The Master Artist

2015-09-20 Norman Rockwell

His paintings and illustrations gifted countless hours of entertainment to my youth. Recently I had the pleasure of perusing a book of his art. It was the same kind of giant coffee table edition that I could hardly manage to hold when I was a child. He was a master of color, texture and detail, who painted with humor and a thoughtful compassion for life. I got lost in it again.

I remember being regarded with vein aloofness by a girl in high school and thinking she belonged in a Rockwell. I was glad that I’d witnessed that piece of living many times in his paintings. Somehow it made the coldness seem less personal. It was just a way that girls could be. I don’t know how he managed it, but Rockwell could also express the noble emotions, like dedication, honor and resolve. Gazing up in respect at my father while he gazed respectfully at the raising of our nation’s flag … it was the kind of moment Rockwell so skillfully mastered. His greatest art was freezing the human face at moments when it reflected the human soul.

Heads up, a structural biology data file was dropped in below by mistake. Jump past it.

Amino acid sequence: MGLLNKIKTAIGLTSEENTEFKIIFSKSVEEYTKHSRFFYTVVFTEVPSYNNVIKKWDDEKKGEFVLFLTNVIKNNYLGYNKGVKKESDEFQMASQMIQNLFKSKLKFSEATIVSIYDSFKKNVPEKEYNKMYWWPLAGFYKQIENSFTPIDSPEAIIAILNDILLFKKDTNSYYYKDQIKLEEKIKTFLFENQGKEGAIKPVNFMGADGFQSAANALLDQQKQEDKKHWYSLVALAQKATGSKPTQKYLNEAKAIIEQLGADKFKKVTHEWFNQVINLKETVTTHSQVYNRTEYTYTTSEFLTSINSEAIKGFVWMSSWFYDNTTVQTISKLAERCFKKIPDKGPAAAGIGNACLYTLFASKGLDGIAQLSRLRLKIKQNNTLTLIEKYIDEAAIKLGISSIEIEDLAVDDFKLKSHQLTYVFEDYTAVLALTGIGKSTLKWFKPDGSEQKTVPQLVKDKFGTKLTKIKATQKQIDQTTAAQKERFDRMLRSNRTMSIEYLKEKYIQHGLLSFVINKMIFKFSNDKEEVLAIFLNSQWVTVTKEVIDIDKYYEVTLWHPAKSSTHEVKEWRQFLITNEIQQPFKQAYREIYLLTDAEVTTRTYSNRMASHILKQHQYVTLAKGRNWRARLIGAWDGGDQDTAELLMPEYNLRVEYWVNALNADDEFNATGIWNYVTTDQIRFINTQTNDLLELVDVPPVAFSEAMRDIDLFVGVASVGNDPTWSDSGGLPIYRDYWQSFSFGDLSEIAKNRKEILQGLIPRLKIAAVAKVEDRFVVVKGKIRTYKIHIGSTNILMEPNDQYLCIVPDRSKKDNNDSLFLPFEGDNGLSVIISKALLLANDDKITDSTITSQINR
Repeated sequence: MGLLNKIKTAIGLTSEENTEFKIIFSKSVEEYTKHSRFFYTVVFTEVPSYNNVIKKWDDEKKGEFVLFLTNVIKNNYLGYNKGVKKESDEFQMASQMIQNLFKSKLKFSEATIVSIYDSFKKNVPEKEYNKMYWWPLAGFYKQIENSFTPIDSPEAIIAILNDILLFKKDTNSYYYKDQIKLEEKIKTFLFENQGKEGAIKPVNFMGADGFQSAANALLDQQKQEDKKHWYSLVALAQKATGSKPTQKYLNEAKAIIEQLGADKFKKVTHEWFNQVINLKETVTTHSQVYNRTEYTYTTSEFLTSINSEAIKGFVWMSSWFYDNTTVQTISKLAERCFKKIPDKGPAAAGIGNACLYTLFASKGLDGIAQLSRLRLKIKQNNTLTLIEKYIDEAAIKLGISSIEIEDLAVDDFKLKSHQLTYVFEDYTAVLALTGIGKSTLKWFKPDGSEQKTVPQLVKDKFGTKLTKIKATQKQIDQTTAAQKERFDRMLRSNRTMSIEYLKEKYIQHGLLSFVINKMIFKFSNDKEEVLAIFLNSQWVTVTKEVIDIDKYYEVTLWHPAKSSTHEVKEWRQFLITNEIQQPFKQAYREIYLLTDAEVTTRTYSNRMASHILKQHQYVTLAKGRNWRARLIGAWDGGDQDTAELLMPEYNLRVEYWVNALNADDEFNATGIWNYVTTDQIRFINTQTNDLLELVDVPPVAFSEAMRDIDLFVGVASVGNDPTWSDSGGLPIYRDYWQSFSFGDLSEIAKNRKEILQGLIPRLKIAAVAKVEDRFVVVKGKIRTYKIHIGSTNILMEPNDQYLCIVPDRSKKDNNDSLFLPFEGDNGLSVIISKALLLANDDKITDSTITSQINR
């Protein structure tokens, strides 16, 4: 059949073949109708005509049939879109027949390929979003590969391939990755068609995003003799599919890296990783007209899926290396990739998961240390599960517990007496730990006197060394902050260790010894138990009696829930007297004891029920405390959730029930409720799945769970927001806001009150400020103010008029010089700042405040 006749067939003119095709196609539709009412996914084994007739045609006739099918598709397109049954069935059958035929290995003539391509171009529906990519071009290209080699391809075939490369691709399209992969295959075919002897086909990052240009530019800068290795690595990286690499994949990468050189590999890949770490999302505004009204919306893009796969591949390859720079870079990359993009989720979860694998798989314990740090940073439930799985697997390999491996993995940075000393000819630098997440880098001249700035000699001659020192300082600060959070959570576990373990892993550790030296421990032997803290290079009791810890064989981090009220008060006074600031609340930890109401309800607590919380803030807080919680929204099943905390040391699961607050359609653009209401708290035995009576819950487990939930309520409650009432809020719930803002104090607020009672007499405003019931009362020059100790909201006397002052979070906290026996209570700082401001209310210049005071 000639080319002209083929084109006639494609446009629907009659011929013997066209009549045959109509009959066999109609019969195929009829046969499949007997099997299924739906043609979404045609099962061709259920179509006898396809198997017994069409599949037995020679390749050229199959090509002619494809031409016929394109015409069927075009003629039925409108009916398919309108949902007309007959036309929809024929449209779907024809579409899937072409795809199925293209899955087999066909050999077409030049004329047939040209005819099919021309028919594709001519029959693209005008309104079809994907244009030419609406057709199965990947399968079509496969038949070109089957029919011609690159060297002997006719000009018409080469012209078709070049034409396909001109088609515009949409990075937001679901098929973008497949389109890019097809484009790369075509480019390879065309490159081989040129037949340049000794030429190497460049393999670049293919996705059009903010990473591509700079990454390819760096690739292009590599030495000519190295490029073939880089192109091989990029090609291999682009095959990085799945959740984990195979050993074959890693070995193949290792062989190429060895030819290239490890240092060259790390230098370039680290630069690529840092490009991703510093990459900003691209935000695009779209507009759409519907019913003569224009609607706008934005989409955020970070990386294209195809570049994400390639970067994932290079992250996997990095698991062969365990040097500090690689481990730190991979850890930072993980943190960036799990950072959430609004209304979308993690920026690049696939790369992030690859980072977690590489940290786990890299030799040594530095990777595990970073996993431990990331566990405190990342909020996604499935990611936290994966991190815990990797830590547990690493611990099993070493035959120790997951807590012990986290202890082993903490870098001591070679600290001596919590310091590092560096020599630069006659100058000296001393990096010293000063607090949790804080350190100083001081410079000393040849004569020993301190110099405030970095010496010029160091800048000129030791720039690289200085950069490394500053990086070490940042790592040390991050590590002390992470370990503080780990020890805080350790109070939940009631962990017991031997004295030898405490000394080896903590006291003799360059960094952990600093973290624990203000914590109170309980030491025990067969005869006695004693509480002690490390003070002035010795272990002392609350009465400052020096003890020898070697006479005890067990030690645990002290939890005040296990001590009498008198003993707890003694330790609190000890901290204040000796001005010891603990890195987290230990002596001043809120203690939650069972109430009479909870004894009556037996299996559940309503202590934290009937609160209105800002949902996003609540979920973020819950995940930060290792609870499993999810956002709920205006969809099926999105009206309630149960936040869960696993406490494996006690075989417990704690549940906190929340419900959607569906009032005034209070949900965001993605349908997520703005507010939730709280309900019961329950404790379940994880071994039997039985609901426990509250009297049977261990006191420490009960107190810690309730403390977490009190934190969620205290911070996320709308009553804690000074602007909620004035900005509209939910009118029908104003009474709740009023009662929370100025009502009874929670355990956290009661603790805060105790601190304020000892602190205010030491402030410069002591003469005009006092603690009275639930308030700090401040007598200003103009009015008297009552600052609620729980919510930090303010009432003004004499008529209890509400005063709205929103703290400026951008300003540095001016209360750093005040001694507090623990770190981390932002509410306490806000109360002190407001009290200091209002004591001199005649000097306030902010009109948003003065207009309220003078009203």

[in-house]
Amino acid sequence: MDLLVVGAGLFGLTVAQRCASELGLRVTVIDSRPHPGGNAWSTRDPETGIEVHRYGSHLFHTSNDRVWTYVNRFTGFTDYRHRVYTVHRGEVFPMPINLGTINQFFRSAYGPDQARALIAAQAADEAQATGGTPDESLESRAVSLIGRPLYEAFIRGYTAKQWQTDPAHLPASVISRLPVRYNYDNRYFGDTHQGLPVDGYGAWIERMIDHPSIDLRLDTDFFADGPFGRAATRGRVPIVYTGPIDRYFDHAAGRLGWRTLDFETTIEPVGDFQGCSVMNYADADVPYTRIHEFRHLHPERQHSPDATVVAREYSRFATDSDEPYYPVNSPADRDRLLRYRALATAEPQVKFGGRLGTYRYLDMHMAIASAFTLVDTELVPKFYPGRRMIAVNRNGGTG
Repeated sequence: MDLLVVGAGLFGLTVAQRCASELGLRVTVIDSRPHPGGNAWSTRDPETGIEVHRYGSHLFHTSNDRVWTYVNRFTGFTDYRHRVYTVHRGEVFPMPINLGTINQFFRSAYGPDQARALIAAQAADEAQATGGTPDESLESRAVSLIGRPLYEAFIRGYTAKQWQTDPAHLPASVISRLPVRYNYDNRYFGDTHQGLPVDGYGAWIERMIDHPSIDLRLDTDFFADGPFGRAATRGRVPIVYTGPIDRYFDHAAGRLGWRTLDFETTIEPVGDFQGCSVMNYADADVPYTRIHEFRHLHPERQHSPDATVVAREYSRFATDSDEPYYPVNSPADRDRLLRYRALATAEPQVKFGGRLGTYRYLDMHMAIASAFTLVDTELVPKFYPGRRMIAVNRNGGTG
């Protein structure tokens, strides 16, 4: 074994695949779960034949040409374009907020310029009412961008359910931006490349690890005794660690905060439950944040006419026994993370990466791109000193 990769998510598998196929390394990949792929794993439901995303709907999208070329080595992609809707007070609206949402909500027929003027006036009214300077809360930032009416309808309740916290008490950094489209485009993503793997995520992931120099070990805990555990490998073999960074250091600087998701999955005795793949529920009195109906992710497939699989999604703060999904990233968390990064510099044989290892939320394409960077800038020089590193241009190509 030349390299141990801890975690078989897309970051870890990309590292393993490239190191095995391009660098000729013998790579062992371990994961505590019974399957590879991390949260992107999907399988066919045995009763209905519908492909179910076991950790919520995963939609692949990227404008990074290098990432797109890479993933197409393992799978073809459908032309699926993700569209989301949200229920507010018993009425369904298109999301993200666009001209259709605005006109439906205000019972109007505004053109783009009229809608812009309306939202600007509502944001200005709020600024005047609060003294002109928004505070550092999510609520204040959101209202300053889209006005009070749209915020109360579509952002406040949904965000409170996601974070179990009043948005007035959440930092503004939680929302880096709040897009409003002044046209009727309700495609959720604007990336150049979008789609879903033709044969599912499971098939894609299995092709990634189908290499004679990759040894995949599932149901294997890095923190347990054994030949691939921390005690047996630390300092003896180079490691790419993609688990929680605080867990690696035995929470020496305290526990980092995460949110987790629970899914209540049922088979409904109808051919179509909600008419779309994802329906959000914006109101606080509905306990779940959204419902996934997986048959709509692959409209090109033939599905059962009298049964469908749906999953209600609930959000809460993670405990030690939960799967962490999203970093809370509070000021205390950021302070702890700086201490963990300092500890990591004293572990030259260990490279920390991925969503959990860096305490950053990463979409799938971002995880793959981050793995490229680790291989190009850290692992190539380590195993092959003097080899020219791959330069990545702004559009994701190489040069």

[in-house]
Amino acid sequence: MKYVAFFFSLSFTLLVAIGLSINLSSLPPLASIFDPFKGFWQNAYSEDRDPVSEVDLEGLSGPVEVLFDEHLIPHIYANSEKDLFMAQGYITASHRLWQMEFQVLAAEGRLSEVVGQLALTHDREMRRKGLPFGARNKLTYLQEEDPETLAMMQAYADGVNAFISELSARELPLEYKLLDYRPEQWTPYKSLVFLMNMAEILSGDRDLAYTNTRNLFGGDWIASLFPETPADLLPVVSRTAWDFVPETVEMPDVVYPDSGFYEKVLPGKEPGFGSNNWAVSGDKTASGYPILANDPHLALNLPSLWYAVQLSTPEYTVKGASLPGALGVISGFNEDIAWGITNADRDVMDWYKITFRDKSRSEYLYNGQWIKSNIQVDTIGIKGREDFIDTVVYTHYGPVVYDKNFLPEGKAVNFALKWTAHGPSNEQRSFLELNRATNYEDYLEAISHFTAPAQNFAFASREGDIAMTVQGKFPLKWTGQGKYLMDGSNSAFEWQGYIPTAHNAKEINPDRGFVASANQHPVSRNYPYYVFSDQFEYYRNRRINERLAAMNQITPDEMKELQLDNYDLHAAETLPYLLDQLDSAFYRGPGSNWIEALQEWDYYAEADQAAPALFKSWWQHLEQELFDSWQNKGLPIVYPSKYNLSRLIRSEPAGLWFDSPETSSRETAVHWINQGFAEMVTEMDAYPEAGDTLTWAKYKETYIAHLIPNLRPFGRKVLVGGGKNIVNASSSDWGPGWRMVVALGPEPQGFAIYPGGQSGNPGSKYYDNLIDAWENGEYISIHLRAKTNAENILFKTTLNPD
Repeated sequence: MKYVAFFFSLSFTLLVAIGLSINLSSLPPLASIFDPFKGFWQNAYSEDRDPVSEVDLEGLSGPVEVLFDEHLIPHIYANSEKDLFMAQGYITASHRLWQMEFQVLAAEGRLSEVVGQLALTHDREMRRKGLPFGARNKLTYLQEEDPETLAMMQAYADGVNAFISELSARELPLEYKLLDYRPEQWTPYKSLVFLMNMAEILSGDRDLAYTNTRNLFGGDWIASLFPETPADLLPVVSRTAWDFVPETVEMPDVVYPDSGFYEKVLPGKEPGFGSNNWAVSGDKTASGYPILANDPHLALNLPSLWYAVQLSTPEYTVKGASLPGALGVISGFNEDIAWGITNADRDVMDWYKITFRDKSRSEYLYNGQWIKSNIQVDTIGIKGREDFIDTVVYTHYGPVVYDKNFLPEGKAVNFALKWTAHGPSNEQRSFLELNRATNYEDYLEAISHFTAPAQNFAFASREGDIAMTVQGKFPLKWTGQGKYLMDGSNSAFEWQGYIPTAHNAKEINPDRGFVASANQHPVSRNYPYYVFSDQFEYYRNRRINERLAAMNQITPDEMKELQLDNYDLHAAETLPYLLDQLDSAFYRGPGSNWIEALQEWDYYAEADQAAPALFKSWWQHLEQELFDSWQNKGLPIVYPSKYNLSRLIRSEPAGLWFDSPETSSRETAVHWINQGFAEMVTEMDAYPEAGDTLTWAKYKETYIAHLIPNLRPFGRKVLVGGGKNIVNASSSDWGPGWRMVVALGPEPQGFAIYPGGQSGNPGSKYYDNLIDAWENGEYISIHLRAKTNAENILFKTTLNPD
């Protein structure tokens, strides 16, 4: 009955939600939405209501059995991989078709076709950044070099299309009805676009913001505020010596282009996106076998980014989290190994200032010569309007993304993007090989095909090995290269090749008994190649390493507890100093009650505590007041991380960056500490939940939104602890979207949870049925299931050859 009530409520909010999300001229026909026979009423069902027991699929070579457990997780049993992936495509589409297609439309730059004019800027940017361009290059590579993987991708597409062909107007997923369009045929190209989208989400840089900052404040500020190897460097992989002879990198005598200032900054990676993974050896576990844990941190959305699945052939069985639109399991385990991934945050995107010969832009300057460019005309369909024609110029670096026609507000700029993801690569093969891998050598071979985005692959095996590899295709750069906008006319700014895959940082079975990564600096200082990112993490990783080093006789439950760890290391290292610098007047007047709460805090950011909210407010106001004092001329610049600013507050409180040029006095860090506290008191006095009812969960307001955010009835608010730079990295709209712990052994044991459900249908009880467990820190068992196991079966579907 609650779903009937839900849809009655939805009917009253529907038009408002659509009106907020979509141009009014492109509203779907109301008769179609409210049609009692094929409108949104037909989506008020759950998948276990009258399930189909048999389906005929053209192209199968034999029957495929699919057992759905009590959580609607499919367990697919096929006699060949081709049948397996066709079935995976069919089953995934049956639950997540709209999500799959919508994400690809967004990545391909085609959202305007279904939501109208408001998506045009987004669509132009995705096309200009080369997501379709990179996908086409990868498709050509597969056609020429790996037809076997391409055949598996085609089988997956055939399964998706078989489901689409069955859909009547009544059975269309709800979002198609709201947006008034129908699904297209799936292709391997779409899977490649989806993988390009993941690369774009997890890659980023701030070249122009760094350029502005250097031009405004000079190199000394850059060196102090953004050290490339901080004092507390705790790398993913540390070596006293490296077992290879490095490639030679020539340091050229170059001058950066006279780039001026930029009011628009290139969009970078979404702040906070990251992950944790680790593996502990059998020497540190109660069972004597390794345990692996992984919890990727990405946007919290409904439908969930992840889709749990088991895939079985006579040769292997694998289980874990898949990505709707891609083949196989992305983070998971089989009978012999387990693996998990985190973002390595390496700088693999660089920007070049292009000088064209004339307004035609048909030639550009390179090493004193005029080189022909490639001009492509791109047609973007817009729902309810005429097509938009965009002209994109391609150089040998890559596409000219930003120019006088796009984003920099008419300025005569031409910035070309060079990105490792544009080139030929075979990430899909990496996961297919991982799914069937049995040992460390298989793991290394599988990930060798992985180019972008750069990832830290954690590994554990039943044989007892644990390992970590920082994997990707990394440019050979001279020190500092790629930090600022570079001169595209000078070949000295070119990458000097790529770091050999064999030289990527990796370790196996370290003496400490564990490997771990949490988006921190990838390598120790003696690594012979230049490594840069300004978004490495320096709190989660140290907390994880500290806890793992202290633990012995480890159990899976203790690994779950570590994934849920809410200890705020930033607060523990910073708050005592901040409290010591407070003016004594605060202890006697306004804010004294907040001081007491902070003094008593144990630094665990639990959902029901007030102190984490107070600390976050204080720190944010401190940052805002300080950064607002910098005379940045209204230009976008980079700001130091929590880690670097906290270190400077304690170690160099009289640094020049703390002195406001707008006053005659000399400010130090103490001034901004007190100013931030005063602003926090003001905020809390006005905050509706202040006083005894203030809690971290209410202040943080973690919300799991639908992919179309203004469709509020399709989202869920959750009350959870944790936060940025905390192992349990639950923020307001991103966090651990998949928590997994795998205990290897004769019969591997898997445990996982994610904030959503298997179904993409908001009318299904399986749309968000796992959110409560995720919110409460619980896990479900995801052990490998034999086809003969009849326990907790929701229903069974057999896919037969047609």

There is another artful volume that has captivated, not just moments, but my life. It is one grand canvas, covered by the Master Artist through a company of illustrators. Each under-artist communicates with the texture and words appropriate to his personality, but it is always the Master’s intent and story that is infallibly revealed. It’s stunning portrayals of what is really in the soul of man, draws my gaze again and again. We can be fooled by the face, but this grand Masterwork never errors in its assessment of the heart. It gives me the full spectrum of why someone might seem aloof … from pride to pain.

Above all, you must understand that no prophecy of Scripture came about by the prophet’s own interpretation of things. For prophecy never had its origin in the human will, but prophets, though human, spoke from God as they were carried along by the Holy Spirit. 2 Peter 1:20-21 (see also 2 Timothy 3:16)